Other EU data protection legislation
Some uses of personal data fall outside the General Data Protection Regulation (GDPR) and are governed by separate pieces of legislation.
For example, the Law Enforcement Directive establishes data protection standards in the area of criminal offences and penalties. Unless a data protection issue falls clearly under the terms of the Law Enforcement Directive, it will be governed by the GDPR. The Law Enforcement Directive is implemented into Irish law through the Data Protection Act 2018.
Another area where there are a specific set of rules is in relation to the processing of airline passenger data to prevent and prosecute serious crimes and terrorism. This is governed by the Passenger Name Record Directive and the European Union (Passenger Name Record Data) Regulations 2018.
Law Enforcement Directive
The Law Enforcement Directive (Directive 2016/680) specifically regulates the processing of data by police and criminal justice authorities in the EU, such as An Garda Síochána. The Directive requires the data collected by law enforcement authorities to be:
- Processed lawfully and fairly
- Collected for specified, explicit and legitimate purposes and processed only in line with these purposes
- Adequate, relevant and not excessive in relation to the purpose in which it is processed
- Accurate and updated where necessary
- Kept in a form that allows identification of the individual for no longer than is necessary for the purpose of the processing
- Appropriately secured, including protection against unauthorised or unlawful processing
The Directive requires that the law enforcement authorities make a clear distinction between the data of different categories of persons such as:
- Suspected offenders
- Convicted offenders
- Other witnesses
National authorities must implement measures to ensure a level of security for personal data, for example, preventing unauthorised persons access processing equipment; preventing the unauthorised reading, copying, changing or removal of data; and preventing the unauthorised input, viewing, changing or deleting of stored personal data.
Data subjects have similar rights under the Law Enforcement Directive as they have under the GDPR, such as rights to information, access, rectifying incorrect information, erasure and to be notified of data breaches.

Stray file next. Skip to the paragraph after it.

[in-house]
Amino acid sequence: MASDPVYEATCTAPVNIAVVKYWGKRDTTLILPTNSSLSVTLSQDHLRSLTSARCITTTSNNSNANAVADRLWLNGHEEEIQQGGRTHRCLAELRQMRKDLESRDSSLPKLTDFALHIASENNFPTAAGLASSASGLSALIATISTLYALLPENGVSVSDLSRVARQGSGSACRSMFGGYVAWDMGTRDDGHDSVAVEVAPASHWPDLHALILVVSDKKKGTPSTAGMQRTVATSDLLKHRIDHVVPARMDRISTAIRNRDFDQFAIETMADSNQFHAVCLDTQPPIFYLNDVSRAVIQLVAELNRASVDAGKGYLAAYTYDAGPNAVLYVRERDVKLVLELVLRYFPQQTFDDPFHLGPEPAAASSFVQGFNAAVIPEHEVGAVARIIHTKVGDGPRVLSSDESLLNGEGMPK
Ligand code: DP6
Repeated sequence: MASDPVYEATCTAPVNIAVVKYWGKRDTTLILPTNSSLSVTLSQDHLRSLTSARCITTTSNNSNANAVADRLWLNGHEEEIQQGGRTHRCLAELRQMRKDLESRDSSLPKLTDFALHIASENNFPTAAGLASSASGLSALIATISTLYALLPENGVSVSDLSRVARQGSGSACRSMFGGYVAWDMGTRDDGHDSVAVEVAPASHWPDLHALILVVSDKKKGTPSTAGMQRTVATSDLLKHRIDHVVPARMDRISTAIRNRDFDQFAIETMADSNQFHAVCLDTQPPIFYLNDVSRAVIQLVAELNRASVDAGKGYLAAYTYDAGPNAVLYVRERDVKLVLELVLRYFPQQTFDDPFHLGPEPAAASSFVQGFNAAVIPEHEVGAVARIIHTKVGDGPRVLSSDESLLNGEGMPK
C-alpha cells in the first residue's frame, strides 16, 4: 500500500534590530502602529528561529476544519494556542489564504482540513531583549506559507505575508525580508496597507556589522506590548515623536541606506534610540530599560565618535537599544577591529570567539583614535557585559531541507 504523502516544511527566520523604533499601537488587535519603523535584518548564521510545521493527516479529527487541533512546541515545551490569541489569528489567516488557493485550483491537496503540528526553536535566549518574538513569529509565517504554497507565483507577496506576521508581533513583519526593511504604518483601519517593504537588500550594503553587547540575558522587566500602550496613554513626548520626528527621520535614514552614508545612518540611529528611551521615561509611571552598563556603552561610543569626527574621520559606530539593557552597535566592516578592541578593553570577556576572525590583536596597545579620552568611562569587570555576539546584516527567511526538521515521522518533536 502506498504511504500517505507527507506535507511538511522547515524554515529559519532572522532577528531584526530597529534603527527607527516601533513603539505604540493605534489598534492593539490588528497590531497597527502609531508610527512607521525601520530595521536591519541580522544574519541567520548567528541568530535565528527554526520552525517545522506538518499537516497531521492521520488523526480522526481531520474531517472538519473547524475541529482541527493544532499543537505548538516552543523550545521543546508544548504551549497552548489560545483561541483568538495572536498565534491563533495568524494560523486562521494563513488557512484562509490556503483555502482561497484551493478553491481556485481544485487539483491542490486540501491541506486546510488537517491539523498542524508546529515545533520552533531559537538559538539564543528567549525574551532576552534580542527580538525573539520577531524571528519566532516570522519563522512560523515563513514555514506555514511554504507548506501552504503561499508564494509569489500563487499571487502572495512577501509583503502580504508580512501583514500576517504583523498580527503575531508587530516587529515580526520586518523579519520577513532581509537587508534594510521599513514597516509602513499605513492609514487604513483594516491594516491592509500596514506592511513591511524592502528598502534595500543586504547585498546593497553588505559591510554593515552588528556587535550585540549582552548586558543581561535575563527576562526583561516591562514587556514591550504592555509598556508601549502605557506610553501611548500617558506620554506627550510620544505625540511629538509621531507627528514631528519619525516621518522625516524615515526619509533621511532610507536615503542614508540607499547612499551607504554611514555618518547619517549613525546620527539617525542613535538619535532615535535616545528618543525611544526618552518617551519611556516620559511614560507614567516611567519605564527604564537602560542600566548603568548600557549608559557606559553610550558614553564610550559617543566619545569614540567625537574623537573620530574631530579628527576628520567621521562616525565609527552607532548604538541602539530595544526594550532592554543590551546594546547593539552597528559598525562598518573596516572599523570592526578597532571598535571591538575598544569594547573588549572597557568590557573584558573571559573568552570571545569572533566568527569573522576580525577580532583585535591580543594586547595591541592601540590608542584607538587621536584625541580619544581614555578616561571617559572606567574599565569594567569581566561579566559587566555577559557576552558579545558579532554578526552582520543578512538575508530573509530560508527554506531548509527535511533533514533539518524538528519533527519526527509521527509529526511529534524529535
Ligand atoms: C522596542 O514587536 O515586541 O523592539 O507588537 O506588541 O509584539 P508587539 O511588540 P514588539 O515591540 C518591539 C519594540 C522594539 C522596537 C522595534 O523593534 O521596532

However, there is greater scope for these rights to be limited than under the GDPR. These rights may be restricted, if proportionate and necessary, to
- Avoid obstructing official or legal investigations or procedures
- Avoid prejudicing the prevention, detection, investigation or prosecution of criminal offences or the execution of criminal penalties
- Protect public or national security
- Protect the rights and freedoms of other persons.
Passenger Name Record Directive
The Passenger Name Record Directive (PNRD) (Directive 2016/681) regulates the use of passenger name record (PNR) data in the EU for the prevention, detection, investigation and prosecution of terrorist offences and serious crimes.
PNR data is personal information provided by passengers and collected and held by airlines. It includes:
- Travel dates
- Travel itinerary
- Ticket information
- Contact details
- Means of payment used
- Baggage information
Each EU member state has a Passenger Information Unit (PIU), which is responsible for collecting, storing and processing PNR data, as well as transferring that data or the results of its processing to the appropriate national authorities in other member states and Europol. The Irish PIU operates the remit of the Department of Justice.
Airlines must provide PIUs in EU member states with the PNR data for flights entering or departing from the EU. The Directive also allows, but does not require, EU member states to collect PNR data concerning selected internal EU flights.
Data provided by airlines will be stored in a database by a PIU for 5 years. After 6 months’ storage, the PNR data must be de-personalised so the data subject is no longer immediately identifiable.
The data collected may only be processed to prevent, detect, investigate and prosecute terrorist offences and serious crime. Serious crimes include murder, serious assaults, participation in a criminal organisation, human and drug trafficking and the sexual exploitation of children.
Data should only be processed in the following cases:
- For a pre-arrival assessment of passengers against pre-determined risk criteria
- For use in specific investigations or prosecutions
- As input in the development of risk assessment criteria
The EU (PNR Data) Regulations 2018 have transposed the PNRD into Irish law.
There is further information on the Law Enforcement Directive on dataprotection.ie.